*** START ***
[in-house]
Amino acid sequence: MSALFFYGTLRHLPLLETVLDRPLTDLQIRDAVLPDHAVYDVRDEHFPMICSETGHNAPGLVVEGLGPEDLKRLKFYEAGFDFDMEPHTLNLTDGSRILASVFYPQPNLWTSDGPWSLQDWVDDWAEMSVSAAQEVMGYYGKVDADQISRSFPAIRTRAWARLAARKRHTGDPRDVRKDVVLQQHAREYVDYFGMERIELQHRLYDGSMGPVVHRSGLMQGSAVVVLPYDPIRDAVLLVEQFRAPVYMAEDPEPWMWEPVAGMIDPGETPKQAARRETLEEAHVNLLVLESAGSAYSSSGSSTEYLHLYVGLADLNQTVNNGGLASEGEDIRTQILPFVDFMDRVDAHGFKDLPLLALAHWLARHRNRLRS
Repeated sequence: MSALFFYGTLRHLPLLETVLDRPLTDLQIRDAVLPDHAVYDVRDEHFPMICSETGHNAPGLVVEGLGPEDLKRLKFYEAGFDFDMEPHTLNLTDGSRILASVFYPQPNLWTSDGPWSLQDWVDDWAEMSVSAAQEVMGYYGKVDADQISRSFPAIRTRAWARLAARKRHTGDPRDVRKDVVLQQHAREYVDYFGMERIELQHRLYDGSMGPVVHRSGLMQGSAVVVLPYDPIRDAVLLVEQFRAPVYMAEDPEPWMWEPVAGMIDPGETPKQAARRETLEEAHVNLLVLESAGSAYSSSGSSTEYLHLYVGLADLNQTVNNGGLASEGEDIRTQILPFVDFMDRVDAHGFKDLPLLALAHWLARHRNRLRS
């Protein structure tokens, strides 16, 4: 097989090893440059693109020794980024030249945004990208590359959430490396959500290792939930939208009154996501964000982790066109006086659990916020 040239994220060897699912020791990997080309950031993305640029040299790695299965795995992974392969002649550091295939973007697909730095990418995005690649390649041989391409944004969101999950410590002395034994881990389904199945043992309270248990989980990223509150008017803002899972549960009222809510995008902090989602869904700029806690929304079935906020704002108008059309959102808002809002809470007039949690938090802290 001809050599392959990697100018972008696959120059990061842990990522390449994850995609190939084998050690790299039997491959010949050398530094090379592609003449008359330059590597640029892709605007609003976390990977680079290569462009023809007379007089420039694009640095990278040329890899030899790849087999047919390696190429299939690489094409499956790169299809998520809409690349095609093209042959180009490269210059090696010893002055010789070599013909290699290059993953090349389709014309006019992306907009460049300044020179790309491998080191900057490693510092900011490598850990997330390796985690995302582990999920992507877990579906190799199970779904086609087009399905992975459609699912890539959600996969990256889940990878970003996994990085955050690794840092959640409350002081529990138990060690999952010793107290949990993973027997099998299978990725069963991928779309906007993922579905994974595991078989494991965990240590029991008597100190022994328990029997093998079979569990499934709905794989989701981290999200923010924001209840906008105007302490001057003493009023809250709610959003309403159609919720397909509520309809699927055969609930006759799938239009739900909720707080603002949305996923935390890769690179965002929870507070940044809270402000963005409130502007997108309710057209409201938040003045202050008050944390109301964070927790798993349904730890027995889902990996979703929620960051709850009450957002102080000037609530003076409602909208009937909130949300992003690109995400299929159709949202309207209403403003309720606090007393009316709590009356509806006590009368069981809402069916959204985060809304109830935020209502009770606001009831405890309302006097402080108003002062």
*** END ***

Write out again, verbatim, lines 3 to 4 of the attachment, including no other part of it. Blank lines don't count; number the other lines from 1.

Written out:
Repeated sequence: MSALFFYGTLRHLPLLETVLDRPLTDLQIRDAVLPDHAVYDVRDEHFPMICSETGHNAPGLVVEGLGPEDLKRLKFYEAGFDFDMEPHTLNLTDGSRILASVFYPQPNLWTSDGPWSLQDWVDDWAEMSVSAAQEVMGYYGKVDADQISRSFPAIRTRAWARLAARKRHTGDPRDVRKDVVLQQHAREYVDYFGMERIELQHRLYDGSMGPVVHRSGLMQGSAVVVLPYDPIRDAVLLVEQFRAPVYMAEDPEPWMWEPVAGMIDPGETPKQAARRETLEEAHVNLLVLESAGSAYSSSGSSTEYLHLYVGLADLNQTVNNGGLASEGEDIRTQILPFVDFMDRVDAHGFKDLPLLALAHWLARHRNRLRS
């Protein structure tokens, strides 16, 4: 097989090893440059693109020794980024030249945004990208590359959430490396959500290792939930939208009154996501964000982790066109006086659990916020 040239994220060897699912020791990997080309950031993305640029040299790695299965795995992974392969002649550091295939973007697909730095990418995005690649390649041989391409944004969101999950410590002395034994881990389904199945043992309270248990989980990223509150008017803002899972549960009222809510995008902090989602869904700029806690929304079935906020704002108008059309959102808002809002809470007039949690938090802290 001809050599392959990697100018972008696959120059990061842990990522390449994850995609190939084998050690790299039997491959010949050398530094090379592609003449008359330059590597640029892709605007609003976390990977680079290569462009023809007379007089420039694009640095990278040329890899030899790849087999047919390696190429299939690489094409499956790169299809998520809409690349095609093209042959180009490269210059090696010893002055010789070599013909290699290059993953090349389709014309006019992306907009460049300044020179790309491998080191900057490693510092900011490598850990997330390796985690995302582990999920992507877990579906190799199970779904086609087009399905992975459609699912890539959600996969990256889940990878970003996994990085955050690794840092959640409350002081529990138990060690999952010793107290949990993973027997099998299978990725069963991928779309906007993922579905994974595991078989494991965990240590029991008597100190022994328990029997093998079979569990499934709905794989989701981290999200923010924001209840906008105007302490001057003493009023809250709610959003309403159609919720397909509520309809699927055969609930006759799938239009739900909720707080603002949305996923935390890769690179965002929870507070940044809270402000963005409130502007997108309710057209409201938040003045202050008050944390109301964070927790798993349904730890027995889902990996979703929620960051709850009450957002102080000037609530003076409602909208009937909130949300992003690109995400299929159709949202309207209403403003309720606090007393009316709590009356509806006590009368069981809402069916959204985060809304109830935020209502009770606001009831405890309302006097402080108003002062």